No rice or potatoes?

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    No rice or potatoes?


    My trainer told me to avoid rice and potatoes - he said both cause an insulin spike. I was under the impression that both were relatively low GI - isn't that what an insulin spike is related to?

    What is the general consensus on rice and potatoes? Currently, I'm eating Ezekiel bread and pasta instead.


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    It's importnat to realize that there are different types of each of the foods you listed. There is white rice and brown rice , and sweetpotatoes vs. white potatoes.

    I believe your trainer was cautioning you against white potatoes and white rice which have a higher GI index, whereas the brown rice and sweet potatoes are low GI and are rich in vitamins and nutrients. The latter are a very good choice of complex carbs that you would do well to incorporate into your diet, which should be eaten preferentially to the first two. That being said , you can blunt the insulin spike of white potatoes with fat (i.e. the butter and sour cream inside them) but the latter are still better options nutrient wise.

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    That's what I figured too. Thanks for the reply.

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    really the problem with those stated GI numbers is that (as steveoph mentioned) is that it is for that item eaten completely solo. so having a chicken breast with the potato or rice completely changes the GI. I think that the difference between white or brown rice, or regular vs sweet potato is minimal so long as you are taking in significant protein and/or fat with it. if you are eating it by itself, then theres much more of a difference
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    Quote Originally Posted by solguy View Post
    My trainer told me to avoid rice and potatoes - he said both cause an insulin spike. I was under the impression that both were relatively low GI - isn't that what an insulin spike is related to?
    What your trainer is telling you is the common BB nutrition ideology. Although not necessarily false, it is next to useless.

    Insulin response is proportional to what you eat (effective GI) and how much of it (e.g. grams or calories). If you eat a couple hundred calories of rice, with a couple hundred calories of protein, and say a hundred calories of fat. Any difference in GI of most whole foods carbs is not going to amount to much.

    If you eat 1500 calories of even a low GI carb, you are going to get a large insulin response (assuming you arent active at the time)

    Quote Originally Posted by solguy View Post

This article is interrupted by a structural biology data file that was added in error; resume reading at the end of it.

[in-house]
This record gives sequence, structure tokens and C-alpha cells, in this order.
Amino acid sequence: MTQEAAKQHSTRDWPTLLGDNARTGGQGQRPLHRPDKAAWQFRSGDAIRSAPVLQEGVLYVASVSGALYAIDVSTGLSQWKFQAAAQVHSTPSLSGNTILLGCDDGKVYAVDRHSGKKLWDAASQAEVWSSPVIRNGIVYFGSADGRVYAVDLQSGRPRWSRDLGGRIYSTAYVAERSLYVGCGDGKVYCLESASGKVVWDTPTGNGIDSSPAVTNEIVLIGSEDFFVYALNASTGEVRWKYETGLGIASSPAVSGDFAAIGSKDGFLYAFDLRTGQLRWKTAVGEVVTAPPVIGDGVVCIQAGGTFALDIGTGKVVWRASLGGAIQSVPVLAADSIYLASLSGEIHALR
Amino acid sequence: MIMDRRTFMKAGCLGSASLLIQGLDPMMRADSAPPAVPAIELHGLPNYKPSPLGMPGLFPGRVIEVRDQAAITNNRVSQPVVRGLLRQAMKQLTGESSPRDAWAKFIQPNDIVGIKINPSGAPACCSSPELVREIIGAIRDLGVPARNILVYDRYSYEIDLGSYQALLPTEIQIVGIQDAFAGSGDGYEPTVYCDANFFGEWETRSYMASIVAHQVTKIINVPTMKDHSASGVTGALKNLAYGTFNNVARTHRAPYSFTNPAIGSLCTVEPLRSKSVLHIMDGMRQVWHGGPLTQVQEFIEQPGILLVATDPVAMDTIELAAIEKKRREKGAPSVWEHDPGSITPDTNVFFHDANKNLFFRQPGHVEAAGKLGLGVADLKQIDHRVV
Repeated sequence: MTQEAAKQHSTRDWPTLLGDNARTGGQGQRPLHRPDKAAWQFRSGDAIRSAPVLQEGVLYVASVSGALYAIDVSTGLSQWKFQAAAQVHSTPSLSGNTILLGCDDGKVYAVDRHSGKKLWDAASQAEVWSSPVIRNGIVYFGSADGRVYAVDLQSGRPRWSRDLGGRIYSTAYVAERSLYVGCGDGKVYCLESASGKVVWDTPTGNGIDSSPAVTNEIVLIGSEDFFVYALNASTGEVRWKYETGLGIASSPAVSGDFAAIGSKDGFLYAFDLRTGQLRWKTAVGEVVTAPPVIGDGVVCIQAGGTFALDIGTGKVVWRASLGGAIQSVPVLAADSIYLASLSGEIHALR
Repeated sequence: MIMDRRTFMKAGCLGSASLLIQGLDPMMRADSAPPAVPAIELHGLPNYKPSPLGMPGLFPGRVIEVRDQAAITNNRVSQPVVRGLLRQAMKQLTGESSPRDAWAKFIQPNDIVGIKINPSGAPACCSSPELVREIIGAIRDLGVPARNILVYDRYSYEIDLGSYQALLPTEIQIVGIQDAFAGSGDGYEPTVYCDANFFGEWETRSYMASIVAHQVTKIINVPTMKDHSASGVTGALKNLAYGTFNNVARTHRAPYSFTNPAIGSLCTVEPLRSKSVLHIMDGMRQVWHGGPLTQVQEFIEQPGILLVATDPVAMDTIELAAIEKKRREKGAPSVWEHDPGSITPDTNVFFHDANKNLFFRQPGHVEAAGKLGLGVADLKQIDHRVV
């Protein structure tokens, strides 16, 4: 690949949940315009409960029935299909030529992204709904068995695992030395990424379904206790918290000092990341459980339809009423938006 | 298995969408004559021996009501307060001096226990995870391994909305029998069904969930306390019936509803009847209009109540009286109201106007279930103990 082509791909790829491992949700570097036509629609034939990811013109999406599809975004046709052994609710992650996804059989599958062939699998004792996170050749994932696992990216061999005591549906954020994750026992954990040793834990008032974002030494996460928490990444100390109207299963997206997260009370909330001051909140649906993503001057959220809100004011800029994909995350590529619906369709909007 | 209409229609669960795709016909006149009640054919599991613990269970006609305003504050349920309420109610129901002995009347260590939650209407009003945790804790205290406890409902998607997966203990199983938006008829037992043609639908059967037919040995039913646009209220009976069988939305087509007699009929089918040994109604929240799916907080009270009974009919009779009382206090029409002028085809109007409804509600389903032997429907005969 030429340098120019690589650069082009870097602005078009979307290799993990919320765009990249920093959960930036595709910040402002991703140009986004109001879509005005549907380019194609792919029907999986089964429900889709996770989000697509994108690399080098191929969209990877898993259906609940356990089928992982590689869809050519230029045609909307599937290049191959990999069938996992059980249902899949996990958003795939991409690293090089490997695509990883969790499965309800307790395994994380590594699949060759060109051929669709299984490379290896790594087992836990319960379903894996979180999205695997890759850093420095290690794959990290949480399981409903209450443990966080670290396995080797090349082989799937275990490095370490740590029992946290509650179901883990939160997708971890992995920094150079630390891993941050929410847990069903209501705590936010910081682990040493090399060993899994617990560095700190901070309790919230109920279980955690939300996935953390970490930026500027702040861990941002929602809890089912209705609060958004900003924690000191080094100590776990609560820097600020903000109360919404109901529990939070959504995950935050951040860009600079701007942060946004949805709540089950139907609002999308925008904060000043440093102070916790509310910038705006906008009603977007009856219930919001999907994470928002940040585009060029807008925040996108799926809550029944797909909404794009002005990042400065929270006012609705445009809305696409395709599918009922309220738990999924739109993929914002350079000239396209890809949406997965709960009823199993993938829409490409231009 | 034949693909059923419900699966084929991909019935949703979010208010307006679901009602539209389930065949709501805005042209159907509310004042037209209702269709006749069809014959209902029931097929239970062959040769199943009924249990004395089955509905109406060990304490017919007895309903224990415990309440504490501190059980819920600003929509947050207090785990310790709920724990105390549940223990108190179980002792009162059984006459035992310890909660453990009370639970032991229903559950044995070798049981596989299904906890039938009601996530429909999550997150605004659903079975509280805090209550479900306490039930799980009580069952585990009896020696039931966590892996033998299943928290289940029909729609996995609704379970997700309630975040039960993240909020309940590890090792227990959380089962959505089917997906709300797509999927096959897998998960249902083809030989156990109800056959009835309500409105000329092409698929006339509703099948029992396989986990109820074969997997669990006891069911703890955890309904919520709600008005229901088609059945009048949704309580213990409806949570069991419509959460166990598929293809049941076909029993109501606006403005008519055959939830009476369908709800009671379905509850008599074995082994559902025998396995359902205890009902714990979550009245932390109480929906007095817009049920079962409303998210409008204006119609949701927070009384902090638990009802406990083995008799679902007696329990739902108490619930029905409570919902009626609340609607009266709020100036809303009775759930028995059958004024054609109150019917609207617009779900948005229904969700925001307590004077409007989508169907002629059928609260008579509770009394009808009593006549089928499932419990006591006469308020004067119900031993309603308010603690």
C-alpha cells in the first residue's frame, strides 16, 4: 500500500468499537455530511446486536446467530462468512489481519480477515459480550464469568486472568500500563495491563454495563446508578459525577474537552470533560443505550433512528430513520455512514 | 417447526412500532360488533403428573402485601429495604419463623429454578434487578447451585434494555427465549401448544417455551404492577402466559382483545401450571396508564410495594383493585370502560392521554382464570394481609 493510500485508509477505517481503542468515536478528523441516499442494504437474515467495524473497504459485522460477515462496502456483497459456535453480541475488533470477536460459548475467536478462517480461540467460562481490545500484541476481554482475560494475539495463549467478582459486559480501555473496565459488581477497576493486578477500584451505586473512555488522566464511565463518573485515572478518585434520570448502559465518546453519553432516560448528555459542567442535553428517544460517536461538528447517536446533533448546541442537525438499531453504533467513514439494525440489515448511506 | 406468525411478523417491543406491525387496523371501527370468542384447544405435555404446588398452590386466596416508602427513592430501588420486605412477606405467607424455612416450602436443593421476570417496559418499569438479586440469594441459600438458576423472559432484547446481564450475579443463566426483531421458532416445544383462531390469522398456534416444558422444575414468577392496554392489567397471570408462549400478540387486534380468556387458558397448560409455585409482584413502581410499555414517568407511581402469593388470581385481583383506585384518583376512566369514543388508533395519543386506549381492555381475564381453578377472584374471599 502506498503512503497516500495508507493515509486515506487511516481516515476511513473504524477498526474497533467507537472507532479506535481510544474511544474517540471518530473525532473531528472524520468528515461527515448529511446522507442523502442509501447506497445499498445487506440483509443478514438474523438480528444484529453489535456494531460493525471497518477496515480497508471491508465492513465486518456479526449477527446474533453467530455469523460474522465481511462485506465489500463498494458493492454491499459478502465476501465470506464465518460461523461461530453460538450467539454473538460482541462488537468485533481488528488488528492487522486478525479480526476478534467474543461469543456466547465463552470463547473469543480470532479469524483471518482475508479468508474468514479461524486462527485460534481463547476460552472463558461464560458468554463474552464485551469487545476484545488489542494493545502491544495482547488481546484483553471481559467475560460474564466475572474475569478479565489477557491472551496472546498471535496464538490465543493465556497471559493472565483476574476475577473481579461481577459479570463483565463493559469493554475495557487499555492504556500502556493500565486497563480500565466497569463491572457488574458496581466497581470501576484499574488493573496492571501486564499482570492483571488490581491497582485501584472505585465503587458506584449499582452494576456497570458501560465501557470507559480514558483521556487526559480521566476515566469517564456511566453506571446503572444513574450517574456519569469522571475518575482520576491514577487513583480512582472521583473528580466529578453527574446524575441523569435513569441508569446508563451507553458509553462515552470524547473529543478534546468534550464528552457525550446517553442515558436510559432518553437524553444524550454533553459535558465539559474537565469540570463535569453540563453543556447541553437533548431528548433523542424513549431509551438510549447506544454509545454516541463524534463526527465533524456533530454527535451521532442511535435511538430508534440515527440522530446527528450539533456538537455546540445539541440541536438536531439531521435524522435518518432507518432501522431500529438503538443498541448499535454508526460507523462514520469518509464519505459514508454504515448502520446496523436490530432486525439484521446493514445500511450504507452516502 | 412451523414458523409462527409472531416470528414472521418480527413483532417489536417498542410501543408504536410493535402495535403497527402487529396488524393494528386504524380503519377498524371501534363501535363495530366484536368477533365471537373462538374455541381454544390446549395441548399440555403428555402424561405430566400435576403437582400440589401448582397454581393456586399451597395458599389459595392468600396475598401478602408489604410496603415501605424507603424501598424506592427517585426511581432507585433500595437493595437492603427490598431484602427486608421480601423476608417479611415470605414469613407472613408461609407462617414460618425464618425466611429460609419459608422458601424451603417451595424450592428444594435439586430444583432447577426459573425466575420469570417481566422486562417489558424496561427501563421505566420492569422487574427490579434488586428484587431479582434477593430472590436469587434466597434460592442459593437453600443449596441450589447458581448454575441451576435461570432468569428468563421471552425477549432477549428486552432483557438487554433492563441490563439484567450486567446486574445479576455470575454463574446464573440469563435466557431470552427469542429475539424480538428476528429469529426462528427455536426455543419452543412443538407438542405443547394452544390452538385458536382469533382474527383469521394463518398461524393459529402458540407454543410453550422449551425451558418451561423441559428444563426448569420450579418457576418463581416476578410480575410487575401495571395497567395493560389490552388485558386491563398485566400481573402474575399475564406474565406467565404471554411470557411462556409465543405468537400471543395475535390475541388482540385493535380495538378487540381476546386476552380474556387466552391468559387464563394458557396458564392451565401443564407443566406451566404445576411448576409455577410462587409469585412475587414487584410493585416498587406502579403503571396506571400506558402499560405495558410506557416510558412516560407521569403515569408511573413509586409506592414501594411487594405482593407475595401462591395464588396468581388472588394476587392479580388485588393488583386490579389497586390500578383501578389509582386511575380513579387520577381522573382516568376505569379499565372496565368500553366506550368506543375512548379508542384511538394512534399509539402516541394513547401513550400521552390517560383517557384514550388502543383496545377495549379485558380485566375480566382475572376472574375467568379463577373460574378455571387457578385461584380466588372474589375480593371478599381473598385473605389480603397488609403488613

What is the general consensus on rice and potatoes? Currently, I'm eating Ezekiel bread and pasta instead.
    Good whole food starchy carb sources. Fine in proper portion. IMO superior to bread and pasta (more highly processed).

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    Quote Originally Posted by Nitrox View Post
    What your trainer is telling you is the common BB nutrition ideology. Although not necessarily false, it is next to useless.

    Insulin response is proportional to what you eat (effective GI) and how much of it (e.g. grams or calories). If you eat a couple hundred calories of rice, with a couple hundred calories of protein, and say a hundred calories of fat. Any difference in GI of most whole foods carbs is not going to amount to much.

    If you eat 1500 calories of even a low GI carb, you are going to get a large insulin response (assuming you arent active at the time)



    Good whole food starchy carb sources. Fine in proper portion. IMO superior to bread and pasta (more highly processed).

    Sounds about right!

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    the ezekiel cereals rock
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    Quote Originally Posted by Steveoph View Post
    That being said , you can blunt the insulin spike of white potatoes with fat (i.e. the butter and sour cream inside them).
    What this popular ideology fails to clarify is that by doing this you are blunting the spike not so much by lowering the peak but by widening the duration (base). If we are being critical of insulin 'spikes' because of the implication of fat gain then blunting a spike/lowering effective GI by ADDING calories from another macro is counter productive.

    In short, manage your calories/portions with as much whole food as is possible. Worrying about GI and insulin is akin to micromanagement - takes a lot of effort and distracts you from what really matters.

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